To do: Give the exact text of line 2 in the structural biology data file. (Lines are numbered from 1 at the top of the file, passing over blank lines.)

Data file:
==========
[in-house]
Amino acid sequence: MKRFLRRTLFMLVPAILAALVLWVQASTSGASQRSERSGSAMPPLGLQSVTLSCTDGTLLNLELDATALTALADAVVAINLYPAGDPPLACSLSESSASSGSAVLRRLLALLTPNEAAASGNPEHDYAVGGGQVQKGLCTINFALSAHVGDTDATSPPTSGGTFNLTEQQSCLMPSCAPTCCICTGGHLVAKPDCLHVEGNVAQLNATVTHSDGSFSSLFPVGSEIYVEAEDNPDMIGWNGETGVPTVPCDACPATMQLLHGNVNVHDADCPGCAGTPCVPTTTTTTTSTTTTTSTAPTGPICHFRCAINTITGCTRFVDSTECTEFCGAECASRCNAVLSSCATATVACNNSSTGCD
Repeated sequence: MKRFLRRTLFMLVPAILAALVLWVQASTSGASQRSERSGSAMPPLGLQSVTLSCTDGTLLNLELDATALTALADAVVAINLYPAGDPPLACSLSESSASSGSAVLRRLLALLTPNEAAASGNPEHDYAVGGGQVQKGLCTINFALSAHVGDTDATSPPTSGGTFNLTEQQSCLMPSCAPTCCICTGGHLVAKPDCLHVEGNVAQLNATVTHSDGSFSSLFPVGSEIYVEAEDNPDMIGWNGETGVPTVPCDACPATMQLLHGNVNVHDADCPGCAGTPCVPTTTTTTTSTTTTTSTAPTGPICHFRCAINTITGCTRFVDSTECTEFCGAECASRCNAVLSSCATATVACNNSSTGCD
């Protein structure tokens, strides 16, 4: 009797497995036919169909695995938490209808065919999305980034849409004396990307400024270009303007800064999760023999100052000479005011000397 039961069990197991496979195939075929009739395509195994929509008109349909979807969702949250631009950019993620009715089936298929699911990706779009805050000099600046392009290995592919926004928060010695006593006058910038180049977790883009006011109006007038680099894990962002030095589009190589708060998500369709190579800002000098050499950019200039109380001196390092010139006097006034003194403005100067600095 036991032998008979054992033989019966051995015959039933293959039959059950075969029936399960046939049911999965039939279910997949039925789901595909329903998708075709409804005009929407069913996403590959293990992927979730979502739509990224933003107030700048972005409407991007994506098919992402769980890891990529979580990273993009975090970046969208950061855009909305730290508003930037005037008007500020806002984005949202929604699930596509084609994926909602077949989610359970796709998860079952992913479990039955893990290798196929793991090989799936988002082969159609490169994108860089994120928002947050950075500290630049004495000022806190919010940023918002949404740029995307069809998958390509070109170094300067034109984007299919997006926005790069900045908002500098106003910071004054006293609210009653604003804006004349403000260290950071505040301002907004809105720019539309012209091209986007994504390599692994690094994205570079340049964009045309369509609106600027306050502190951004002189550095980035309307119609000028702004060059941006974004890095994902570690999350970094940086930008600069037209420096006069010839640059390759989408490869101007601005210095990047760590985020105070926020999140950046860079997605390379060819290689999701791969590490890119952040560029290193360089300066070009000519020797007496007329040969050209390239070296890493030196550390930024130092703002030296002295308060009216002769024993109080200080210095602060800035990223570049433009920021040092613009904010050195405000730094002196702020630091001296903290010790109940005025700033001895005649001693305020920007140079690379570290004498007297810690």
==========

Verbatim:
Amino acid sequence: MKRFLRRTLFMLVPAILAALVLWVQASTSGASQRSERSGSAMPPLGLQSVTLSCTDGTLLNLELDATALTALADAVVAINLYPAGDPPLACSLSESSASSGSAVLRRLLALLTPNEAAASGNPEHDYAVGGGQVQKGLCTINFALSAHVGDTDATSPPTSGGTFNLTEQQSCLMPSCAPTCCICTGGHLVAKPDCLHVEGNVAQLNATVTHSDGSFSSLFPVGSEIYVEAEDNPDMIGWNGETGVPTVPCDACPATMQLLHGNVNVHDADCPGCAGTPCVPTTTTTTTSTTTTTSTAPTGPICHFRCAINTITGCTRFVDSTECTEFCGAECASRCNAVLSSCATATVACNNSSTGCD